A nurse who killed two patients and poisoned 20 others who he was supposed to be caring for has been jailed for at least 35 years.
Self-styled ‘angel turned evil’ Victorino Chua injected insulin into saline bags and ampoules while working on two acute wards at Stepping Hill Hospital, Stockport, in June and July 2011.
These were unwittingly used by other nurses, causing a series of insulin overdoses to mainly elderly victims.
In all, Chua was convicted of two murders, 22 counts of attempted grievous bodily harm, one count of grievous bodily harm, seven attempts of administering poison and one count of administering poison.
Tracey Arden, 44 and Alfred Weaver, 83, suffered agonising deaths and a third, Grant Misell, 41, was left brain damaged as the insulin overdoses starved the victims’ brains of oxygen.
Police were nearly forced to close the hospital for fears over patient safety.
Father-of-two Chua, 49, described by detectives as a narcissistic psychopath, was convicted by a jury at Manchester Crown Court on Monday, May 18, 2015 following a three month trial.
His victims’ loved ones were in court today as Chua, who wore an impassive face throughout the entire trial, was told he would serve a minimum of 35 years before being eligible for parole.
Mr Justice Openshaw told the court: ‘He has committed a dreadful crime and he must now pay the price.’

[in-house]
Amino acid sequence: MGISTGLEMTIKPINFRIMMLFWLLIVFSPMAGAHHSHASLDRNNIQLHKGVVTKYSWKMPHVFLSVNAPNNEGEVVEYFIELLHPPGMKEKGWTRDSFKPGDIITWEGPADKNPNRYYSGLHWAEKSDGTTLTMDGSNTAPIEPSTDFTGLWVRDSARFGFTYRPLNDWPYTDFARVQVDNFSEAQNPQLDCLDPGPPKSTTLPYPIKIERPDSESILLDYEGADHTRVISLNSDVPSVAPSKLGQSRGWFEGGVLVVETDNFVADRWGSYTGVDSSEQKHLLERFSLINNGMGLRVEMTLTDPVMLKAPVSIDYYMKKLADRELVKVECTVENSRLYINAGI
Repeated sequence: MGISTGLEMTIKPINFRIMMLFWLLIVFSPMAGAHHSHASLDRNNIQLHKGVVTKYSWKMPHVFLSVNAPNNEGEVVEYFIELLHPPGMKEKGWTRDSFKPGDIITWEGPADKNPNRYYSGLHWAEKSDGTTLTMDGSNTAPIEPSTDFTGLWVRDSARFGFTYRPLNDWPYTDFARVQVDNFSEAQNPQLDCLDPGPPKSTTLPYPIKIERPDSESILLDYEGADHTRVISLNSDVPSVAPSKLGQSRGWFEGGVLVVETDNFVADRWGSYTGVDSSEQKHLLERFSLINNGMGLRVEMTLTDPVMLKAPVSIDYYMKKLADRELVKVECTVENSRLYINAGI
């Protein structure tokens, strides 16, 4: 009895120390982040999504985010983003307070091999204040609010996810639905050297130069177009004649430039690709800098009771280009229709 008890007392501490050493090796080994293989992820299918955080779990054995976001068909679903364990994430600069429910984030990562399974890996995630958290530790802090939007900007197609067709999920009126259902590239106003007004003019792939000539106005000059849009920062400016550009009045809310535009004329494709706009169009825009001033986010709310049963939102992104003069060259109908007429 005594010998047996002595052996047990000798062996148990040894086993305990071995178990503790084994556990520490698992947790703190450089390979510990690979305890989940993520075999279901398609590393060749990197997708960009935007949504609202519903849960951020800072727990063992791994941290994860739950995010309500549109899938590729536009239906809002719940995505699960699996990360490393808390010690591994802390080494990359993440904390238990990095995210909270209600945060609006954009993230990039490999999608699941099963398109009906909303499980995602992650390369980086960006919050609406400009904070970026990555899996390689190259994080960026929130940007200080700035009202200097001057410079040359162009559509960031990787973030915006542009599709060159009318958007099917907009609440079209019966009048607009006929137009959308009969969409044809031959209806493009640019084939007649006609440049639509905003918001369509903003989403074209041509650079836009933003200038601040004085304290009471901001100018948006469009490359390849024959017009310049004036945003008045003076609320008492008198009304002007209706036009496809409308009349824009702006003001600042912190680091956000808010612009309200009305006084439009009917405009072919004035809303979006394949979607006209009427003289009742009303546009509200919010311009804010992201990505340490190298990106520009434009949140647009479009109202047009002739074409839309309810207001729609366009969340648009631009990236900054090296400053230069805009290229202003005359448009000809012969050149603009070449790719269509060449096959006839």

His victims’ loved ones packed the public gallery above the dock where Chua sat below, with 10 jurors returning to court to see him sent down following a trial stretching over four months.
All sat grim faced in silence as Mr Justice Openshaw recounted the pain, suffering and deaths of his victims and the anguish of their loved ones.
Stifled cries could be heard from the public gallery as Chua was taken down.
Passing sentence Mr Justice Openshaw added: ‘What he did was inexplicable and irrational.
‘It is a striking, sinister and truly wicked feature of the case, he did not personally administer contaminated products directly to most of these patients but having left saline bags contaminated with insulin he did not know which nurse would unwittingly collect them and still less to which patient the nurse would then unwittingly administer the poison.
‘It is as if he left it to fate to decide who would be the victim.’